Tag Archives: functions

What exactly do we mean by speaking skills?

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A couple of weeks ago I received a comment on the blog from a teacher who asked me to write a post about speaking skills. This is what she said:

‘The other day I was asked to observe some students doing a short peer teaching session. They were supposed to “teach a speaking skill”. Each group decided to do a group discussion activity. When I asked them what speaking skill they had tried to focus on, they were really puzzled; in fact, they had no idea what I was getting at. They said their aim was ‘fluency’. But to me it’s a very generic skill. How do you teach ‘fluency’? What is ‘fluency”, anyway? I assume it’s a culmination of numerous sub-skills. So, what could these micro-skills be?’’

I realised that she was absolutely right. In the same way that we often try to develop listening skills by practising listening, developing speaking skills is often just seen as giving students an opportunity to speak.

Practice is important of course, but, as the teacher asked, what are the microskills involved in speaking?

First of all, we need to identify what exactly we mean by speaking. Brown and Yule (1983) distinguish between primarily interactional (conversation) and primarily transactional (transmitting information) functions of speaking. Jack Richards has added a third broad function- talk as performance- which would include such things as presentations and speeches.

Each of these three types of speaking could be more or less formal, depending on the context of the talk, who is taking part in the talk and the power relations between them.

So, when teaching speaking, one of the key things that we need to do is to identify what kind of speech we are hoping students will produce, how formal it is likely to be and what kind of exponents* it might be useful to teach them.

Coursebooks often have ‘Useful Language/Phrases’ boxes with sets of functional exponents for students to use in a speaking task. Teaching these sets of phrases is helpful in developing fluency because as we start to use these chunks of language automatically we are able to use them as what Scott Thornbury describes as ‘islands of reliability’. We can skip from one automatized phrase to the next, filling in the gaps with our own ideas and language.

[See my post on Activating the useful language box in your coursebook for some ideas on how to get students to internalise and use these kinds of phrases.]

Depending on the needs of your students there are literally dozens of different functions that you could focus on. More interactional functions might include expressing likes and dislikes, comparing, agreeing and disagreeing, giving your opinion, expressing surprise. More transactional functions might include asking for directions, ordering food in a restaurant or checking into a hotel. Performance related functions could include summarising what you are going to say, or what you have said, moving onto the next section of your talk, giving an example to support your argument etc.

I would argue that teaching these chunks is very much part of teaching the speaking skill. However, we should also be looking at teaching communication skills, which may or may not involve using relatively fixed chunks of language.

For example, to have a conversation with one or more other people students will need to be able to:

  • Decide whether they need to use more casual or more formal language.
  • Be able to join in the conversation, which may include interrupting without seeming rude. We can teach interrupting phrases, but we also need to teach them how to use them appropriately and with the right intonation.
  • Be able to back-channel- nodding, making supportive noises and also using short words such as Really? or question tags, e.g. Did you?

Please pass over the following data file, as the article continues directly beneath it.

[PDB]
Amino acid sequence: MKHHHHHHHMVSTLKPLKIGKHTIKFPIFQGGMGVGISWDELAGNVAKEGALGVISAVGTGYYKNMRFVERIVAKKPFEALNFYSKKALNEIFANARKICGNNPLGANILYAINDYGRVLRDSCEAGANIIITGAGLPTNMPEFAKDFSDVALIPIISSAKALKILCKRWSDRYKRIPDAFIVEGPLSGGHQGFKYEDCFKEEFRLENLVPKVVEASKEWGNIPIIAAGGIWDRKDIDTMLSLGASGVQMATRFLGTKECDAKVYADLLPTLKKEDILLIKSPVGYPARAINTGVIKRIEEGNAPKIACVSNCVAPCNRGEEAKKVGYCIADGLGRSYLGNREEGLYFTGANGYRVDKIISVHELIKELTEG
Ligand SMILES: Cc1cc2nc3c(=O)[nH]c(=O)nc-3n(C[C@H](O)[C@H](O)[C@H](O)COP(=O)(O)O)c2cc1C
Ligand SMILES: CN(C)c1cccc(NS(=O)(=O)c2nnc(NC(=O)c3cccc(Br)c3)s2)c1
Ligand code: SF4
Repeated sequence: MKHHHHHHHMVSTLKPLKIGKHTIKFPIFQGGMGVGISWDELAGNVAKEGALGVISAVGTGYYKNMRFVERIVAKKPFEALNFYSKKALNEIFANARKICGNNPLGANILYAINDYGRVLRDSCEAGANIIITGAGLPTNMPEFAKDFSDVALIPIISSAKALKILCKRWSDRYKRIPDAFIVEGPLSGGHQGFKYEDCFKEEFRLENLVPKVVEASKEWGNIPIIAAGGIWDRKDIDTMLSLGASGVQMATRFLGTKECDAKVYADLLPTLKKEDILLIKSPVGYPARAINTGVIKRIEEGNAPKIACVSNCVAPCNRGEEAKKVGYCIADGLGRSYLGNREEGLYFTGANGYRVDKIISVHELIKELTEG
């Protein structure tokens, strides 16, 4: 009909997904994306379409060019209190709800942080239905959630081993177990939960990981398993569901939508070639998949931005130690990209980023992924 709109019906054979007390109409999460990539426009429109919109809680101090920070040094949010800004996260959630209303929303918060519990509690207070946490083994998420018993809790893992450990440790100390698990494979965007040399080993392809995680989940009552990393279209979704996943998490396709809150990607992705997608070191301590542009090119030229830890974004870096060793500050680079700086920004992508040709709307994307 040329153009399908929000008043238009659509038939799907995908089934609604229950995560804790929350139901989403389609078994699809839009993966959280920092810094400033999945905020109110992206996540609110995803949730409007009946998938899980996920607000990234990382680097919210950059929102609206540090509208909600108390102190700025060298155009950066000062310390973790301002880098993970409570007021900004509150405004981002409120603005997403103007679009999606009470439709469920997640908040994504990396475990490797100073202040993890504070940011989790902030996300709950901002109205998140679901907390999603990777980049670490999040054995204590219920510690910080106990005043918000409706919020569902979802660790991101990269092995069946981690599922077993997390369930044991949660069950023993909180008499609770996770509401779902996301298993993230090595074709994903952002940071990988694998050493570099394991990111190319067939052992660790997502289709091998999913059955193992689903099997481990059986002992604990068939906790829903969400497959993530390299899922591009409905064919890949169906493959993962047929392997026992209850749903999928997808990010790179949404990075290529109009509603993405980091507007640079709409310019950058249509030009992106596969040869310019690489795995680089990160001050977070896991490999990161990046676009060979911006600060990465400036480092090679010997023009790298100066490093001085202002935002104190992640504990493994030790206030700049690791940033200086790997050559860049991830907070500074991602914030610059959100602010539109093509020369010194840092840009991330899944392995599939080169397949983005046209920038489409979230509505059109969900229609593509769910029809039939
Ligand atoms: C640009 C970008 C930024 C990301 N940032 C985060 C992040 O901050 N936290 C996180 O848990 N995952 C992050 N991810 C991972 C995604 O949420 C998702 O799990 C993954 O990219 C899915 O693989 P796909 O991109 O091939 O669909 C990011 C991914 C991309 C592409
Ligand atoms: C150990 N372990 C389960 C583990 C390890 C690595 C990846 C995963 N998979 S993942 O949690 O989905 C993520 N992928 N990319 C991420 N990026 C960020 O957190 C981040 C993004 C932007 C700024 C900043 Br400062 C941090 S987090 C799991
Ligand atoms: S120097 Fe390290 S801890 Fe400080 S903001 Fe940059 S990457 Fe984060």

• Check that they have been understood, using such phrases as ‘Do you see what I mean?’ ‘Do you follow me?’
  • Rephrase if they haven’t been understood.
  • Check they understand. E.g. ‘I’m not quite sure if I understood that correctly. Did you mean…?’
  • Change the topic politely and at the right moment.
  • Take a balanced role in the conversation- not hogging, and not saying too little.
  • Use politeness strategies appropriately, such as hedging (see post here), being indirect, apologising and so on.

Students will not necessarily be able to transfer these strategies from their first language, partly because the rules of engagement may be different, and partly because they are too occupied with speaking accurately, or with making a good point. Therefore we need to focus explicitly on them, and they are, in my opinion, also a key part of teaching the speaking skill.

To summarise, I don’t think we can ever say that we are ‘teaching fluency’. Instead we need to drill down a bit more and ask ourselves the following questions:

  • What kind of speaking are we teaching?
  • What are the learners trying to achieve? (build a relationship, get a nice meal?)
  • What are some useful phrases for this kind of speaking?
  • What degree of formality is likely to be appropriate?
  • What impact will intonation have and what kind of intonation might be appropriate?
  • How will the students be interacting with each other and what might they need to know, do or say to make the communication work smoothly?

 

*An exponent is a piece of language used to perform a language function. For example:

Salt!

Give me the salt

Pass me the salt, please.

Could you pass me the salt, please?

I wonder if you could possibly pass the salt?

All these exponents have the same function- getting someone to pass the salt- but they obviously vary in terms of formality and when you could use them without causing offence. Intonation would also play an important role.

 

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Filed under Discourse, functions, Speaking, Uncategorized

How to activate the ‘Useful Language’ box in your coursebook.

From New Total English Intermediate- Pearson 2011

A common feature in many coursebooks is the ‘Useful Language’ box. This is usually a collection of phrases which the authors consider may be useful for an upcoming speaking activity. A ‘useful language’ box is potentially a great idea because the tendency in speaking activities can be for students to simply stay safe and just use what they already know. Providing this language gives us the opportunity to scaffold their learning and encourage the learners to stretch themselves a bit.

However, in practice, there are two recurring problems.

  1. What do you actually do with the Useful Language box? Just getting students to read through it certainly isn’t enough to get them using the language.